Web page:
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7 Ways Science Fiction Has Become Real Estate Reality

National

Skillful science fiction not only creates worlds of the future, but also worlds that might be possible. Here are a few ways that what was once science fiction is becoming fact.

1. Super-Tall Skyscrapers

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In the film Minority Report, based on Philip K. Dick's novel, Tom Cruise's character lives in a really, really tall skyscraper. Pretty much any sci-fi story with flying cars has really tall buildings. Today, the tallest building (Burj Khalifa in Dubai) stands 2,722 feet tall. Jeddah's Kingdom Tower, designed by architects Adrian Smith and Gordon Gill and currently under construction in Saudi Arabia, will reach 3,280 feet (with 200 floors of offices, apartments and a Four Seasons hotel) when completed in 2018. Meanwhile, Iraq is planning a 3,780-foot tower by 2025.

2. Micro-units

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When science fiction is being honest about those of us here on Earth (not traveling the stars, which has its own space constraints), it puts people in smaller and smaller housing. More giant high-rises and tinier apartments. So the growing popularity of micro-units fits right in, as does the emphasis on live-work space.

Vornado and WeWork, for example, are collaborating on 2221 S Clark St (above) in Arlington, VA, a conversion of a 1960s office building into a mixed-use development with 252 residential micro-units, office space and retail.

Where could it all go? In Flatland, a short story by Kara Dalkey published in 2009, the characters live in "cubios," which are basically corporate-housing cubicle/studios where the residents wake up in the morning, send a message down to the coffee shop on the ground floor for coffee and breakfast and then step over to their desks to begin the workday.

3. Even More Micro

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In some stories, characters rent what is essentially a bed unit (something like a morgue locker) for the night. In William Gibson's book Neuromancer, he writes of a character curled up in his capsule to sleep in "some coffin hotel."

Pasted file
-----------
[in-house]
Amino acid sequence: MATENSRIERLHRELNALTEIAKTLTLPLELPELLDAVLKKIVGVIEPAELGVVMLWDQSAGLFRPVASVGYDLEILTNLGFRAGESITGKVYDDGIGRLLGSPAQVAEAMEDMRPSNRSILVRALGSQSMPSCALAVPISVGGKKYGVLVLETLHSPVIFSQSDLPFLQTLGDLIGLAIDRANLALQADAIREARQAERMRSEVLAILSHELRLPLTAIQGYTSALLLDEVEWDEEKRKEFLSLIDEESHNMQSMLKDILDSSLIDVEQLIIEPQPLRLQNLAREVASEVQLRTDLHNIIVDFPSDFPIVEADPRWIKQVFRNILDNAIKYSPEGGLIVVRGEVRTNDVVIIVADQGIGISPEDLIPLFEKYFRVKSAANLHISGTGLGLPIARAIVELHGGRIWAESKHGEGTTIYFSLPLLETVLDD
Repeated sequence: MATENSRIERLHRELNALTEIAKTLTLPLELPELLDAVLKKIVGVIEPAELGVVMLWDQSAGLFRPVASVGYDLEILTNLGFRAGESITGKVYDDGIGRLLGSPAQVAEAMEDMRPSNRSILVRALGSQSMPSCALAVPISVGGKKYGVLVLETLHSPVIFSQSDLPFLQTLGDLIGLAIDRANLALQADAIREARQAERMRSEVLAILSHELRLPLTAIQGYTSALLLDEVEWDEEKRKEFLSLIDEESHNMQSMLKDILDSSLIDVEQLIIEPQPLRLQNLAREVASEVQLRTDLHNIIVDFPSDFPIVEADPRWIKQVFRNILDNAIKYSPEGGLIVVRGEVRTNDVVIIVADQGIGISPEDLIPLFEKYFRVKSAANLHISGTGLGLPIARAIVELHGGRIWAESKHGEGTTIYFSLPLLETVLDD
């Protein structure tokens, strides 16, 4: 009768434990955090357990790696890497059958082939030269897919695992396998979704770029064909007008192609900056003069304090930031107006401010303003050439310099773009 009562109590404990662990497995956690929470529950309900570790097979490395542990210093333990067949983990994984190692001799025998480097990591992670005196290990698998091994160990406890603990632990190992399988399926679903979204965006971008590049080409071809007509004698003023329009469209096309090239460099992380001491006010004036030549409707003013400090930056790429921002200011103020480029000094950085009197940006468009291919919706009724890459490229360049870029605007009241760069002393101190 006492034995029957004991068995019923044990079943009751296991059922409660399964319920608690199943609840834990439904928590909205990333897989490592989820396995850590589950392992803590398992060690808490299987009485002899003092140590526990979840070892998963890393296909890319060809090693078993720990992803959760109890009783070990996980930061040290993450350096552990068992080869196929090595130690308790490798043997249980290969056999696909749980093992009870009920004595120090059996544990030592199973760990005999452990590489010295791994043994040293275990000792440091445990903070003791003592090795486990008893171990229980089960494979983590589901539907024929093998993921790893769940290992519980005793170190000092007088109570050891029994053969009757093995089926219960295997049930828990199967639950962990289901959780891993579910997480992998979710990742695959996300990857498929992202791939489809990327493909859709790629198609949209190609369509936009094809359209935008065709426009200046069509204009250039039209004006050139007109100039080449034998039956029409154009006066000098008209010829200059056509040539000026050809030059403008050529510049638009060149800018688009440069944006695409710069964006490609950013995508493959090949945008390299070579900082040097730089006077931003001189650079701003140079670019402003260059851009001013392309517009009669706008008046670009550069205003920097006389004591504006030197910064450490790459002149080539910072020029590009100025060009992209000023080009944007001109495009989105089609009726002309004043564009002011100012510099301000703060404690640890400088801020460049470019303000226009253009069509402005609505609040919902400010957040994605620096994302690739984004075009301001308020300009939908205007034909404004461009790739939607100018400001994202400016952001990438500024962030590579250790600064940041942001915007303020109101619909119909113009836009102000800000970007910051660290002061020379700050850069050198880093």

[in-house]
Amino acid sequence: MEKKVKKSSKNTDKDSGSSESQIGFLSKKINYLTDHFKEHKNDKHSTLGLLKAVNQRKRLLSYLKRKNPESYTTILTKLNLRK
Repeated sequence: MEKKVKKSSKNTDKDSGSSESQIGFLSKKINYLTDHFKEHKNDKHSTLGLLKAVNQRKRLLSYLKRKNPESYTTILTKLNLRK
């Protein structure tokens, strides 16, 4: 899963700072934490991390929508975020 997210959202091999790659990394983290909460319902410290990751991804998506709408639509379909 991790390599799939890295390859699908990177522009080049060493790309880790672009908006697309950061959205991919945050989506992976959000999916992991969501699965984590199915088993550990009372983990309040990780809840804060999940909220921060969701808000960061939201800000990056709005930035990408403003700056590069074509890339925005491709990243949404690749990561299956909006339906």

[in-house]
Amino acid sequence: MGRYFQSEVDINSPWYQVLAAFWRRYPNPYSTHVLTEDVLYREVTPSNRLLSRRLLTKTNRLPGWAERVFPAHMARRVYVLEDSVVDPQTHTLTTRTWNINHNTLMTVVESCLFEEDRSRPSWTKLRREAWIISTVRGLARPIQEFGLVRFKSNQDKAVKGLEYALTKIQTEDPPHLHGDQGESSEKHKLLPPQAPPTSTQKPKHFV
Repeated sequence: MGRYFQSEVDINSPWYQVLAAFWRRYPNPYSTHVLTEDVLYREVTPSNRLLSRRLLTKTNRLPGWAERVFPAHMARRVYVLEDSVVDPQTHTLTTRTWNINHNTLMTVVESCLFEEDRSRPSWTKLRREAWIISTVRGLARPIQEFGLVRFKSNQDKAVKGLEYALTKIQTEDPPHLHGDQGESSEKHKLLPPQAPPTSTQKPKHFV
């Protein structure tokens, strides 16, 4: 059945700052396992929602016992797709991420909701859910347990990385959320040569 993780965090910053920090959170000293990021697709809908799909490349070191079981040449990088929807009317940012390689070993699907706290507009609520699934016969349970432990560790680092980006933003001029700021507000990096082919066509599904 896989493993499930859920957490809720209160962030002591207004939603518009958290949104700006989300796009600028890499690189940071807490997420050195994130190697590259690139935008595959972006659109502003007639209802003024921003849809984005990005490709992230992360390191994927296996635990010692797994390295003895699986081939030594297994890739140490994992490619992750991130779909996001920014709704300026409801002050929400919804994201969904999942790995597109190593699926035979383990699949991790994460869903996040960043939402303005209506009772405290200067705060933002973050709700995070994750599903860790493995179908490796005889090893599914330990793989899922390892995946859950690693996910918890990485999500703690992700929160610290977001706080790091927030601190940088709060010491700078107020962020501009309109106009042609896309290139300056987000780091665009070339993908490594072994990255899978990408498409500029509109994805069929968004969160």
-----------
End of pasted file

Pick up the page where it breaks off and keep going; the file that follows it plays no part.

This brings to mind sleep pods used by corporate employees to catch a few winks, such as this EnergyPod from MetroNaps.

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More directly, it foreshadows hotels such as 9h Nine Hours in Japan, which rents out sleeping space (in a cell that has been likened to a beehive) in nine-hour blocks with separate lockers and showers on-site. Above is the 9h in Kyoto.

4. Shipping Container Conversions

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Maybe it started with the Boxcar Children's conversion of an old rail car into a home, which is certainly not sci-fi, but the idea of turning containers into homes and offices has popped up in various stories.

When William Gibson (yes, the master of cyberpunk again) and Tom Maddox wrote an episode for The X-Files in 1998, a key character used a shipping container at the container yard as a sort of high-tech live-work space.

Today, proponents of the tiny house movement are overhauling shipping containers to create small homes with all the needed amenities. You can rent this place made from two shipping containers in France on Airbnb. Or you can rent an apartment in a Phoenix multifamily project made out of joined shipping containers. Somehow, the idea doesn't seem far-fetched anymore.

5. Underwater Abodes

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Poseidon's Mysterious Island would offer the amenities of a five-star resort.

Everything from homes to hotels to entire cities have been placed under the sea in science fiction novels. And, as we showed you in this video, there are plenty of ideas out there on how to make that a reality (including Poseidon Resorts, above). Exploration under the sea may hearken back to Jules Verne's 20,000 Leagues Under the Sea, but tales of underwater cities go back to Atlantis and have provided plenty of fodder for speculative fiction.

6. Smart Buildings

Any mention of sci-fi in commercial real estate would be incomplete without a look at smart buildings.

Look at what we have now (and imagine what we will see as the Internet of Things continues to find new ways to advance how people interact with buildings): keyless entry; climate control and lighting systems communicating for comfort and efficiency; integrated security; smart glass that adjusts the tinting on windows; rainwater recycling; solar power.

The worry in sci-fi? That the AI behind that future smart building gets too smart. No one wants a HAL situation on their hands.

7. Green Roofs

Yes, we're cheating here. Tolkein's Middle Earth is fantasy, not sci-fi. But who knew the value of a green roof (collecting rainfall, keeping cool in summer, offering some camouflage during the Scouring of the Shire) better than a hobbit?